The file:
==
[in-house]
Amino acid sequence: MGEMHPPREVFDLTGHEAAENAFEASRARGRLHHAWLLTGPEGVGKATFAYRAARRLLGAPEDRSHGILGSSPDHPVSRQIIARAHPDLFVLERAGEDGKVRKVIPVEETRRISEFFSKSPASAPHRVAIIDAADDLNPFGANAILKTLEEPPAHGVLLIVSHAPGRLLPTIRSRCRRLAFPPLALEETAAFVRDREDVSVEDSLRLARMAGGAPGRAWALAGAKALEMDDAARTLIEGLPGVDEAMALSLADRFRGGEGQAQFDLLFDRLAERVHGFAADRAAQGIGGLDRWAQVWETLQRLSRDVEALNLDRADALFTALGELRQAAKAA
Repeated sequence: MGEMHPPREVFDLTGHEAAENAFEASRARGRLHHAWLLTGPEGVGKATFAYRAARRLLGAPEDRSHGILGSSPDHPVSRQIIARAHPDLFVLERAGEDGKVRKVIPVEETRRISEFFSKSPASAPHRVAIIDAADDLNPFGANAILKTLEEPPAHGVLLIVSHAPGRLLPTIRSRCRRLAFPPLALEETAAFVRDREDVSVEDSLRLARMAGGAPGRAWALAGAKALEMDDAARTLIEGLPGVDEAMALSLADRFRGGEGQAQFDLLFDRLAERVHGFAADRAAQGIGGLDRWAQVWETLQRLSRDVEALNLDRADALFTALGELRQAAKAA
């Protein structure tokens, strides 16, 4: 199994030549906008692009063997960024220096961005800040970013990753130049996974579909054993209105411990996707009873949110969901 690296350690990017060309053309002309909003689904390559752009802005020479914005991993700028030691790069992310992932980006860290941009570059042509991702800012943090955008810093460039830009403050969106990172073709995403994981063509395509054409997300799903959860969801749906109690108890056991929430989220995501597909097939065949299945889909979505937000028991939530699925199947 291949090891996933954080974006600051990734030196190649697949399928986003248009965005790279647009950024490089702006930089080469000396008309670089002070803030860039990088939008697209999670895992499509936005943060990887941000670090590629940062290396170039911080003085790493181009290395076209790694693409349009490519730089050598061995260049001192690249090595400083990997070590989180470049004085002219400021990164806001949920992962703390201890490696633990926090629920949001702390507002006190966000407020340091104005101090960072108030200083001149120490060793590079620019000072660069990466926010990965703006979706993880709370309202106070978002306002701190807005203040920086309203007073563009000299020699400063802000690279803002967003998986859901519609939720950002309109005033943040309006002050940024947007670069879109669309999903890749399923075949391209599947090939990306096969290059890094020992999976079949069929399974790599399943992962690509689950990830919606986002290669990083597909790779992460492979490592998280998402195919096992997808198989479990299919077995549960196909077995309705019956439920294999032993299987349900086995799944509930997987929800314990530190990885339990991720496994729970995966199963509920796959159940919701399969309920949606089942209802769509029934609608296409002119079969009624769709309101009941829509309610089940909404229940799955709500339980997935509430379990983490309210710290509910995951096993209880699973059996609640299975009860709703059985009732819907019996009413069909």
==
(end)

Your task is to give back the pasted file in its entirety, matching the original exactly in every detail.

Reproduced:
[in-house]
Amino acid sequence: MGEMHPPREVFDLTGHEAAENAFEASRARGRLHHAWLLTGPEGVGKATFAYRAARRLLGAPEDRSHGILGSSPDHPVSRQIIARAHPDLFVLERAGEDGKVRKVIPVEETRRISEFFSKSPASAPHRVAIIDAADDLNPFGANAILKTLEEPPAHGVLLIVSHAPGRLLPTIRSRCRRLAFPPLALEETAAFVRDREDVSVEDSLRLARMAGGAPGRAWALAGAKALEMDDAARTLIEGLPGVDEAMALSLADRFRGGEGQAQFDLLFDRLAERVHGFAADRAAQGIGGLDRWAQVWETLQRLSRDVEALNLDRADALFTALGELRQAAKAA
Repeated sequence: MGEMHPPREVFDLTGHEAAENAFEASRARGRLHHAWLLTGPEGVGKATFAYRAARRLLGAPEDRSHGILGSSPDHPVSRQIIARAHPDLFVLERAGEDGKVRKVIPVEETRRISEFFSKSPASAPHRVAIIDAADDLNPFGANAILKTLEEPPAHGVLLIVSHAPGRLLPTIRSRCRRLAFPPLALEETAAFVRDREDVSVEDSLRLARMAGGAPGRAWALAGAKALEMDDAARTLIEGLPGVDEAMALSLADRFRGGEGQAQFDLLFDRLAERVHGFAADRAAQGIGGLDRWAQVWETLQRLSRDVEALNLDRADALFTALGELRQAAKAA
């Protein structure tokens, strides 16, 4: 199994030549906008692009063997960024220096961005800040970013990753130049996974579909054993209105411990996707009873949110969901 690296350690990017060309053309002309909003689904390559752009802005020479914005991993700028030691790069992310992932980006860290941009570059042509991702800012943090955008810093460039830009403050969106990172073709995403994981063509395509054409997300799903959860969801749906109690108890056991929430989220995501597909097939065949299945889909979505937000028991939530699925199947 291949090891996933954080974006600051990734030196190649697949399928986003248009965005790279647009950024490089702006930089080469000396008309670089002070803030860039990088939008697209999670895992499509936005943060990887941000670090590629940062290396170039911080003085790493181009290395076209790694693409349009490519730089050598061995260049001192690249090595400083990997070590989180470049004085002219400021990164806001949920992962703390201890490696633990926090629920949001702390507002006190966000407020340091104005101090960072108030200083001149120490060793590079620019000072660069990466926010990965703006979706993880709370309202106070978002306002701190807005203040920086309203007073563009000299020699400063802000690279803002967003998986859901519609939720950002309109005033943040309006002050940024947007670069879109669309999903890749399923075949391209599947090939990306096969290059890094020992999976079949069929399974790599399943992962690509689950990830919606986002290669990083597909790779992460492979490592998280998402195919096992997808198989479990299919077995549960196909077995309705019956439920294999032993299987349900086995799944509930997987929800314990530190990885339990991720496994729970995966199963509920796959159940919701399969309920949606089942209802769509029934609608296409002119079969009624769709309101009941829509309610089940909404229940799955709500339980997935509430379990983490309210710290509910995951096993209880699973059996609640299975009860709703059985009732819907019996009413069909």